Unfortunately, that’s not quite the end of the story. You see, I grew up in the boonies, aboslutely bare-assed middle of nowhere. So the nearest hospital? Thirty minutes away.
With the wound cleaned, dad called and promising to meet us at the hospital, and another neighbor with an extra car found who could drive, we set out. At this point, I’m really not aware of what’s going on around me, not quite blacking out, but perhaps more like graying out. We arrive at the hospital and get rushed in to see my pediatrician, who takes one look at me and nearly faints. Keeping her eyes averted, she calls in another doctor to help us. The news? “Our facilities can’t handle this.” They prep me as much as they can, though all I remember is a lot of gauze, and we’re off on an hour drive into the city.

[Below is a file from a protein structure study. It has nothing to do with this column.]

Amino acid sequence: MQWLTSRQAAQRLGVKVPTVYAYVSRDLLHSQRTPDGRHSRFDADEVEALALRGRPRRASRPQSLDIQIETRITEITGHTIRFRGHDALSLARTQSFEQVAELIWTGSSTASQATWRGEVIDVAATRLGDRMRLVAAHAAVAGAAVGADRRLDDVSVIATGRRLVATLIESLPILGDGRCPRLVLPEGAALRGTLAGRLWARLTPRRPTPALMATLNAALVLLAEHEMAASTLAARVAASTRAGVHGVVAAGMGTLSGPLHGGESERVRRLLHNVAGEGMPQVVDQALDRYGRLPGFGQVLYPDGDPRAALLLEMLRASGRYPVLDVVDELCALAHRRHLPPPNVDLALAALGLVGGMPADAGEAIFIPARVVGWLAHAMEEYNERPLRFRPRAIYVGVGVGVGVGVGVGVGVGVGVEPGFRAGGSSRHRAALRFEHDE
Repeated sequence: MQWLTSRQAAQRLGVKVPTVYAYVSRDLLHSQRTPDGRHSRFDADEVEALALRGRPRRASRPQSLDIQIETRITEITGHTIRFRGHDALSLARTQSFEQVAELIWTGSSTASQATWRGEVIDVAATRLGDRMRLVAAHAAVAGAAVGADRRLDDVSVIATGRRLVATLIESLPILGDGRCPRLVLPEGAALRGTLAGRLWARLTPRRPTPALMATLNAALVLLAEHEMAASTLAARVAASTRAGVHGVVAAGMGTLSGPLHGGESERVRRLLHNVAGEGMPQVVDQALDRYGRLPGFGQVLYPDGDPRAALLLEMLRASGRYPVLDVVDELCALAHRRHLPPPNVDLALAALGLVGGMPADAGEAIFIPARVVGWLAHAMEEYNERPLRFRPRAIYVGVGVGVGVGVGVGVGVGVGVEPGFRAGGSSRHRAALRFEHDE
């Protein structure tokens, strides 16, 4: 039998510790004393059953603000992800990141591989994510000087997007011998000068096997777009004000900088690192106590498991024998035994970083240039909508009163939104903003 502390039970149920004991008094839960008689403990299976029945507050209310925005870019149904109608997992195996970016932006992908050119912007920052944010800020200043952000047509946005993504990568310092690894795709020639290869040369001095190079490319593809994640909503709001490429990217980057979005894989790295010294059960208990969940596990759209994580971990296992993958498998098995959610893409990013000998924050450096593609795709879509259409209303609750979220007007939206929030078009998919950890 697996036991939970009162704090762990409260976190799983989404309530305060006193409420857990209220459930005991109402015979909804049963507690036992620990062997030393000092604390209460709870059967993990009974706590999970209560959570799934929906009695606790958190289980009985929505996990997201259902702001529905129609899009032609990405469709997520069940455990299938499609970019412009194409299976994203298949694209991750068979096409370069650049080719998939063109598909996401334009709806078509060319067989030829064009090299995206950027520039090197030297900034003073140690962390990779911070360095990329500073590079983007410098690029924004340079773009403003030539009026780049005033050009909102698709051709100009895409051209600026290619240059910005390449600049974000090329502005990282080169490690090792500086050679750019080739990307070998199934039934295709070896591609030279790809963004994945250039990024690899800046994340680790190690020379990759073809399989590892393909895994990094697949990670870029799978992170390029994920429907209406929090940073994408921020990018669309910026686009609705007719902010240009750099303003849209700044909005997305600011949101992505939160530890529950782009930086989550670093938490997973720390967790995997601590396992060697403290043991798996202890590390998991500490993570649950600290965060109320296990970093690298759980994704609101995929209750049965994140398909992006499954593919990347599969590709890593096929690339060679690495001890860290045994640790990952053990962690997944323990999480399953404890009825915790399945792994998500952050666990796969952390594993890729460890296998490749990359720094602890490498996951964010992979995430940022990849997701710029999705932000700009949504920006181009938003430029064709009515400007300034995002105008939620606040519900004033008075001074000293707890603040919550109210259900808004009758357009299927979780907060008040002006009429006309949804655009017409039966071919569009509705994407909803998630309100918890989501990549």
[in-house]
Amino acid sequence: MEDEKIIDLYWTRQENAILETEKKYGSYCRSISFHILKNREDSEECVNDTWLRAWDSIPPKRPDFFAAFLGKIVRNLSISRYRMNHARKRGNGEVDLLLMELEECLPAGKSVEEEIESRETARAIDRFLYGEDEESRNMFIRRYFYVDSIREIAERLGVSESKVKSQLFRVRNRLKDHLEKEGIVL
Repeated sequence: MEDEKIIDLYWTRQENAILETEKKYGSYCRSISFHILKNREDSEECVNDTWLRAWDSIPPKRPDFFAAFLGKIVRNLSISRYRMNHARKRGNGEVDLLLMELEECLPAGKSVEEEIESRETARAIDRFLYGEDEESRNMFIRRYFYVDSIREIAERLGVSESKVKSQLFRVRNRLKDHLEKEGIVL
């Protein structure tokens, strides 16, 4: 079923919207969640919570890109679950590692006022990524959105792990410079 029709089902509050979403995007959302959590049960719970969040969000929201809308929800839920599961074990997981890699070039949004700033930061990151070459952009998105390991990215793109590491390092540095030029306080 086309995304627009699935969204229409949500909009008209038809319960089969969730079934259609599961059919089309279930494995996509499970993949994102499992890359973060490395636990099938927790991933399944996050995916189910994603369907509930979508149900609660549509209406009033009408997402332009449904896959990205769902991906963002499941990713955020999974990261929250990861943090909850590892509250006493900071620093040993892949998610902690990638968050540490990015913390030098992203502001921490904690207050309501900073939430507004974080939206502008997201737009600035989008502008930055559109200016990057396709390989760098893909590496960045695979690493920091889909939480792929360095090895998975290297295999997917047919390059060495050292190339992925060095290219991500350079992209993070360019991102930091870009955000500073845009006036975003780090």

It’s kinda odd what sticks in your memory sometimes. I don’t remember any of the drive to the new hospital or even the building itself, except for it’s emergency room lobby… looked like mosaic tilework in earthen tones. I thought it looked rather lovely. And then I did black out completely.